But in fact there is not much enough reliable information about Israel's nuclear potential
Participants of the 47th general conference of the International Atomic Energy Agency (IAEA) that is to open in Vienna today will discuss a report on Israel's nuclear potential and its threat. This is quite obvious that it wasn't Israel that suggested the idea for discussion. It was the League of Arab States that demanded that the issue must be considered. The hearing of the report may develop into a diplomatic scandal as the Israeli government always received discussion of the issue rather painfully.
This is quite clear that the discussion will touch not only upon Israel. According to Russia's news agency RIA Novosti, participants of the conference plan to touch upon the same aspect with respect to Iran, North Korea and Iraq, although it's not quite clear why it is to be mentioned at all. However, Israel stands apart from the above mentioned countries. The explanation to this fact is not their political regimes; in fact, this is not clear for sure if Teheran and Pyongyang hold nuclear weapons, while the nuclear situation is quite clear with respect to Israel.
But in fact there is not much enough reliable information about Israel's nuclear potential. According to some sources, Israel holds 200 nuclear warheads, the Jericho medium-range ballistic missiles (the missiles were designed together with France in the 1960s) and Jericho-2. The situation is rather particular as some sources report that the missiles were designed together with Iran at the time when the shah was in power. There are also some facts saying that Israelis hold inter-continental ballistic missiles with the range of 5,000 kilometers (the Jericho missiles have the range of 1,500 kilometers). Britain's Magazine Janes reports that the missiles are deployed at Zaharia Base in Beit Shemesha. The Israeli government doesn't make any attempts either to confirm or to deny the information about the country's nuclear potential.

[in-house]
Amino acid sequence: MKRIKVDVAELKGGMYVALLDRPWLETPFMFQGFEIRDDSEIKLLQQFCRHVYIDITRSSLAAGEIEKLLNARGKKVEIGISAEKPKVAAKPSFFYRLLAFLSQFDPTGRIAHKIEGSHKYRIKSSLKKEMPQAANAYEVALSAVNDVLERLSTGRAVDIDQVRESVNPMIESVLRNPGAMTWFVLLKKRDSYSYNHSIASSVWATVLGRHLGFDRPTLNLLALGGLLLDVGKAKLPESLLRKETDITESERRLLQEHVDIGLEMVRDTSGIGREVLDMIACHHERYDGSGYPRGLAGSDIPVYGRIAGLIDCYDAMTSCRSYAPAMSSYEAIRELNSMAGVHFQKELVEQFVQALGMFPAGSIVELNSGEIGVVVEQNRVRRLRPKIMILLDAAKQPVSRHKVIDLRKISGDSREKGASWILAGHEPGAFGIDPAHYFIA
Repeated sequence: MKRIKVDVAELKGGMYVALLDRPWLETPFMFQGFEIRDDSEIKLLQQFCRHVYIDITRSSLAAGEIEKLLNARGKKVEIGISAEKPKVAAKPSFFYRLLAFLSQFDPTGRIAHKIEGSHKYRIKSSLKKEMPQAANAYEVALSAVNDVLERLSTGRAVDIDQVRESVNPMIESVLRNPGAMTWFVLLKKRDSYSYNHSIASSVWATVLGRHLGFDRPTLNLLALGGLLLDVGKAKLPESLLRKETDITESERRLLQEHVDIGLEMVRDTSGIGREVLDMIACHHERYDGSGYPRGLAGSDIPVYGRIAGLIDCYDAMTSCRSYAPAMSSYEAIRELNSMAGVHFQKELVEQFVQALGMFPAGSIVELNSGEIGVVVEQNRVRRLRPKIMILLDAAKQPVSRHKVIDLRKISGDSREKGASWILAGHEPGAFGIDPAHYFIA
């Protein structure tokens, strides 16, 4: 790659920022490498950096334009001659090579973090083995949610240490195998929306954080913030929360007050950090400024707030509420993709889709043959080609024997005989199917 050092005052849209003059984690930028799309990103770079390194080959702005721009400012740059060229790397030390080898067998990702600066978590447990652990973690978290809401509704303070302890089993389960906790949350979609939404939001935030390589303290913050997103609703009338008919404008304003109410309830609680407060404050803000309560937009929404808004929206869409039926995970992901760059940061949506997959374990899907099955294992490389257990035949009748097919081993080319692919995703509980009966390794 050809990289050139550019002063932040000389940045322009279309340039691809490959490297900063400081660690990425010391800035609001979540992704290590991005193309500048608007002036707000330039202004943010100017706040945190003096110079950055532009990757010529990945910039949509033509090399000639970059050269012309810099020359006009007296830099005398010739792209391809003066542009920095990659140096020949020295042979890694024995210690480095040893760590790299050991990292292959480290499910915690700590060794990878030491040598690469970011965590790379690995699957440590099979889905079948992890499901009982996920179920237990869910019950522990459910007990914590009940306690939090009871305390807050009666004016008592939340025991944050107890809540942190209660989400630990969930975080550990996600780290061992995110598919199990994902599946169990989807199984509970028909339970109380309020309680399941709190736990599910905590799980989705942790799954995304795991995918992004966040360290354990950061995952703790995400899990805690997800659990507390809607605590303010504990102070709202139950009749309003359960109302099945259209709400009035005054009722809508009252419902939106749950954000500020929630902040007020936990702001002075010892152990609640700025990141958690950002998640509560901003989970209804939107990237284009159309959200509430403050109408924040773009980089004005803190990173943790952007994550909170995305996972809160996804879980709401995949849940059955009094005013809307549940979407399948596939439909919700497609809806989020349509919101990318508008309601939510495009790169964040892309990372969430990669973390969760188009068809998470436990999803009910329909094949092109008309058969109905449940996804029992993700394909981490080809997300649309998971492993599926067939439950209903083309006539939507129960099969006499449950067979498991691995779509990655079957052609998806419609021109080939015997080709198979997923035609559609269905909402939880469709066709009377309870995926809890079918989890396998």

A real scandal with participation of the BBC television broke out this summer. BBC journalists made a TV program about Israel's nuclear weapons that started with the following rhetoric questions: "Which of the Mideast counties has non-authorized nuclear weapons? Which country has no external control over its nuclear resources? What country sentenced its nuclear spy to 18 years of imprisonment? (We mean physician Mordechai Vaanunu convicted for espionage, for disclosure of secrets about Israel's nuclear program, to be more exact, in 1986)."
The reaction of the Israeli Foreign Ministry was extremely harsh when it called the TV program anti-Semitic. Shimon Peres, one of the founding fathers of the Israeli nuclear program, was asked once why the UN must control nuclear reactors of Iraq but doesn't control those of Israel. Shimon Peres answered that Iraq was the dictatorship that cannot be compared to Israel. "Hussein killed thousands of Kurds with chemical weapons. He is a murderer which is not applied to Israel."
In fact, the above mentioned argument is the key factor that justifies the secrecy of the Israeli authorities. Although it is also suggested that Israel shouldn't keep this widely known secret because the very knowledge that Israelis hold nuclear weapons won't keep Arabs from unleashing a war. That is why, it was believed, open tests of nuclear weapons could be held, but if it was clear the threat of war was obvious it was necessary to state it is impossible to apply the weapons.